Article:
Through stories, we hear amazing tales of the Gods of the past. Some controlled water, air, earth, and just about everything else. These stunning locations are true to their namesakes, representing the power and beauty of the Gods.
1. Dikteon Cave (The Cave of Zeus):
Located on the slopes of Mount Ida on the island of Crete, Greece, the Dikteon Cave has only one entrance and is filled with beautiful stalagmites and stalactites. The cave has deeps roots in antiquity and was a respected place of worship because it is believed that the titan Rhea hid the infant Zeus in this very cave to protect him from his father, Cronus, who intended to swallow him along with the rest of his children. Yikes!
2. Pluto’s Gate:
This toxic cave is a very recent find. Located in the ancient Phrygian city of Hierapolis in modern-day Pamukkale, Turkey. The opening was filled with lethal mephitic vapors that would quickly kill animals. Back in the day, small birds were given to to pilgrims to test the deadly effects of the caves. Only high priests were permitted to stand in front of the cave, who were hallucinated (duh!) by the deadly vapors, would sacrifice bulls to Pluto, leading them into the cave and then dragging out their dead corpses. I wonder what PETA has to say about this.
3. Thor’s Well:
This is one of the only Godly locations that you can find stateside. Along the Cape Perpetua coastline in Oregon, where there are 26 miles of interconnected hiking trails in old growth forests. Thor’s well is one of the salt-water fountains along the cape that is driven by the power of the ocean tide. At peak times, the well can spit out giant streams of water. I feel like this should be named after Neptune, but it’s still pretty epic.
4. The Boreal Forest:
This GIANT, beautiful forest covers most of inland Canada, Alaska, most of Sweden, Finland and inland Norway, much of Russia, and northern parts of Kazakhstan, Mongolia, and Japan. Woah that was a mouthful. This forest represents 29% of the world’s forest cover. The forest, itself, is named after Boreas, one of the Anemoi (the Greek Gods of the winds). Boreas is the Greek God of the north cold winds and the bringer of winter. When Athens was threatened by Xerxes, people prayed to Boreas, who caused winds to sink 400 Persian ships. Now that is one powerful, cold God. Maybe Game of Thrones should say “Boreas is coming.”
5. The Cave of Hercules:
This popular cave is located near Tangier in Cape Spartel, not far away from the summer palace of the King of Morocco. The cave has two openings, one to the sea and one to the land. The cave is quite significant, as it is believed that Hercules stayed and slept in the cave before doing his 11th labor (trying to snag golden apples from the Hesperides Garden.) Talk about a nap with a view!
6. Grotte di Nettuno (Neptune’s Grotto):
This beautiful grotto near Alghero on the island of Sardinia, Italy, was found by fisherman in the late 18th century who aptly named it after the Roman God of the Sea: Neptune. The cave has incredibly calm waters and is filled with passages of lit stalactite and stalagmite formations. Neptune, who’s famous brothers are Neptune and Pluto, is also known for being for having a terrible temper which manifest themselves in hurricanes and earthquakes. Like I said, the cave is calm. For now.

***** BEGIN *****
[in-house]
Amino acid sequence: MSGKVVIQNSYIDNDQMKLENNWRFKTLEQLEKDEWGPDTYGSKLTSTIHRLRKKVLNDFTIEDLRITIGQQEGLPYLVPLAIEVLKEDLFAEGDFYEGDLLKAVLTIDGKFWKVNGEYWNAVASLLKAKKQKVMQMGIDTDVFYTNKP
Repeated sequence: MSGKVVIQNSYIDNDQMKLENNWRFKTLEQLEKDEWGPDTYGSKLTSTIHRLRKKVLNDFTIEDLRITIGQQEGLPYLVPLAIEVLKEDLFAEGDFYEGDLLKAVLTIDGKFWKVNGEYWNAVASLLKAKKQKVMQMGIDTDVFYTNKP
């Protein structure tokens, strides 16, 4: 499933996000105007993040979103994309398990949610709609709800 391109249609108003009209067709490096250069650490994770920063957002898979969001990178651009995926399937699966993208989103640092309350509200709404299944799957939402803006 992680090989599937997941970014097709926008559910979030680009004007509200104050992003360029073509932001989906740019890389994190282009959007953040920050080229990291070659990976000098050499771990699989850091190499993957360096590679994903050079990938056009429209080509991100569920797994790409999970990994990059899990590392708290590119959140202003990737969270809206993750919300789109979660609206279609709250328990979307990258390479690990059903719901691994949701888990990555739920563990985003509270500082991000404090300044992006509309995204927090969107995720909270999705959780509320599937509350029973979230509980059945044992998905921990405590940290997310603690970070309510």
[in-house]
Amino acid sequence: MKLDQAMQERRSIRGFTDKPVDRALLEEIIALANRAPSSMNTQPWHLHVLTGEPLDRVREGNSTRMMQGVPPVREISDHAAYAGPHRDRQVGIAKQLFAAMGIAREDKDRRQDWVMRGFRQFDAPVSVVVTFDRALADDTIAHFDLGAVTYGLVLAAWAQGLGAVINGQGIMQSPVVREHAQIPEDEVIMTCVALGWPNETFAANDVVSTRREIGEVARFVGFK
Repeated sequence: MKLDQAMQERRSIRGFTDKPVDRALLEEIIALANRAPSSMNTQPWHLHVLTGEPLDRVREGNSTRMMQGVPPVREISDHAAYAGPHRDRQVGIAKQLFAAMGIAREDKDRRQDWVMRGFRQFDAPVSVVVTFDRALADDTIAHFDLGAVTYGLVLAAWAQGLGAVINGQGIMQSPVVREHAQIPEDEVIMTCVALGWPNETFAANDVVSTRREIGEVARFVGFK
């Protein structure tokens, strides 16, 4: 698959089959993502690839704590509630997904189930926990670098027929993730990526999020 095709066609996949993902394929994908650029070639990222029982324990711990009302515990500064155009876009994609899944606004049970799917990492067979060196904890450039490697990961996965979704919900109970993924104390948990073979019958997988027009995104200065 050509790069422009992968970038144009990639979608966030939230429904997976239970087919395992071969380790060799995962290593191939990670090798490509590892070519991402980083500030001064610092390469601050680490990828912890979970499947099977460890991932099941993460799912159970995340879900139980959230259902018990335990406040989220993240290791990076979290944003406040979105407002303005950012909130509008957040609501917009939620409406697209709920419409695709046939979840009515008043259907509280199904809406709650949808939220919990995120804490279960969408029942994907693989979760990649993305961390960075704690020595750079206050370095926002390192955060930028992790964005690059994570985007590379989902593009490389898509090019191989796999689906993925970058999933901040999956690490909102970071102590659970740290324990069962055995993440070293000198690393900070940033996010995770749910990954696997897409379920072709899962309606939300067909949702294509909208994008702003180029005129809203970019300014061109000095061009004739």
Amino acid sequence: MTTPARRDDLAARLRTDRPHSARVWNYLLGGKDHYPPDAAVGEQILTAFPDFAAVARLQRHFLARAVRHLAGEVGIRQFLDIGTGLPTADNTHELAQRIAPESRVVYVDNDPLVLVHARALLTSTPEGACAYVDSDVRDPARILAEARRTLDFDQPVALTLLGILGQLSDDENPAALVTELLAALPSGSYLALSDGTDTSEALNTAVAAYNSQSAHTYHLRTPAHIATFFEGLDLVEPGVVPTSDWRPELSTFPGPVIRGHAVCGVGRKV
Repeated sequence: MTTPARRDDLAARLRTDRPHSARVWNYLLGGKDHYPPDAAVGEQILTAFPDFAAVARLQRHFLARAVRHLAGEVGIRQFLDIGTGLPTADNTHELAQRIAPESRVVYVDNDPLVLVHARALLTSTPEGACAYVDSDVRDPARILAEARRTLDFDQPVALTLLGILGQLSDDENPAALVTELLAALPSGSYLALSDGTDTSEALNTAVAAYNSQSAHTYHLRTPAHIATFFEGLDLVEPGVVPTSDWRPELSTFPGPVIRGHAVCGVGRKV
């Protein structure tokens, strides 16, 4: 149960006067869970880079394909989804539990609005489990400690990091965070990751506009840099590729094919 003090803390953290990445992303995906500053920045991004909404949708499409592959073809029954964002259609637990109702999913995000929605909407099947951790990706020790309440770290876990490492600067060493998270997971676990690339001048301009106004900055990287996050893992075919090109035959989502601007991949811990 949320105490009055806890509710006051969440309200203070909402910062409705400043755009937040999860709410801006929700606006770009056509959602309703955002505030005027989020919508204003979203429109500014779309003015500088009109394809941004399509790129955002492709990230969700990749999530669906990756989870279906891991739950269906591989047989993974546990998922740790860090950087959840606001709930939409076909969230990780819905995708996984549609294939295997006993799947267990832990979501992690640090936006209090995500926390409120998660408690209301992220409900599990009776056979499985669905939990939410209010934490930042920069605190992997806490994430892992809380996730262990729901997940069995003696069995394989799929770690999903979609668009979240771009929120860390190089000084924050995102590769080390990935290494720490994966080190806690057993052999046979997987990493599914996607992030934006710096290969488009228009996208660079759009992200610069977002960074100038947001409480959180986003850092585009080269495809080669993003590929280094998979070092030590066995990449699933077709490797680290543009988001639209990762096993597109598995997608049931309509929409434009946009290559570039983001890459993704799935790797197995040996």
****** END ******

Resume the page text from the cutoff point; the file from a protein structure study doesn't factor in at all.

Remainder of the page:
7. The Garden of the Gods:
Here’s another stateside site. This public park in Colorado Springs was designated a national nature landmark in 1971. Rufus Gable gave this beautiful area its name when he said in 1859, “why it is a fit place for the gods to assemble. We will call it the Garden of the Gods.” I wonder when the assemble and how to get an invite.
8. God’s Window:
This amazing view in Mpumalanga, South Africa is a famous highlight along the Panorama Route. This point features astonishing views of South Africa’s Lowveld, waterfalls, and mountaintops. It’s more of a view than a window, but I def wouldn’t mind waking up to this picture-perfect sight.
9. Goõafoss (Waterfall of the Gods):
This waterfall is located in the Mývatn district of North-Central Iceland at the beginning of the Sprengisandur highland road. The water of the river Skjálfandafljót falls from a height of 40 feet over a width of 100 feet. The famous waterfall gained its godly name around the year 1000, when the Lawspeaker Þorgeir Ljósvetningagoði made Christianity the official religion of Iceland. After his conversion it is said that upon returning from the Alþingi, Þorgeir threw his statues of the Norse gods into the waterfall. I am sure the Norse gods weren’t all that pleased about that.
10. The South Gate to Heaven:
Mount Taishan in China has a ton of amazing sites and offerings. Mount Tai is one of the “Five Great Mountains” in this enormous geological park. I feel like you could spend your life there just scoping things out like the Naitian Gate, Heavenly Street, Yueguan Peak, the Bixia Temple, the Confucius Temple, the North Arching Stone, the Carved Cliff of Tang Dynasty, and the Jade Emperor Peak. The above picture is unbelievably stunning and definitely has earned the name of the “South Gate to Heaven.” I mean, just look at it.
11. The Door to Hell:
I saved the scariest for last. This natural gas field in Derweze, Ahal Province, Turkmenistan is a natural gas fire started by Soviet engineers in 1971. The Soviets sought out this location as a potential oil field site. They set up a drilling rig and a camp nearby. The engineers were pretty pleased with their find until the ground beneath them collapsed and swallowed the rig and camp into a wide crater filled with fire. It has been burning since then and emits a terrible sulfur oder. Sounds like someone or something was displeased with the idea of someone using that land. It’s been burning ever since.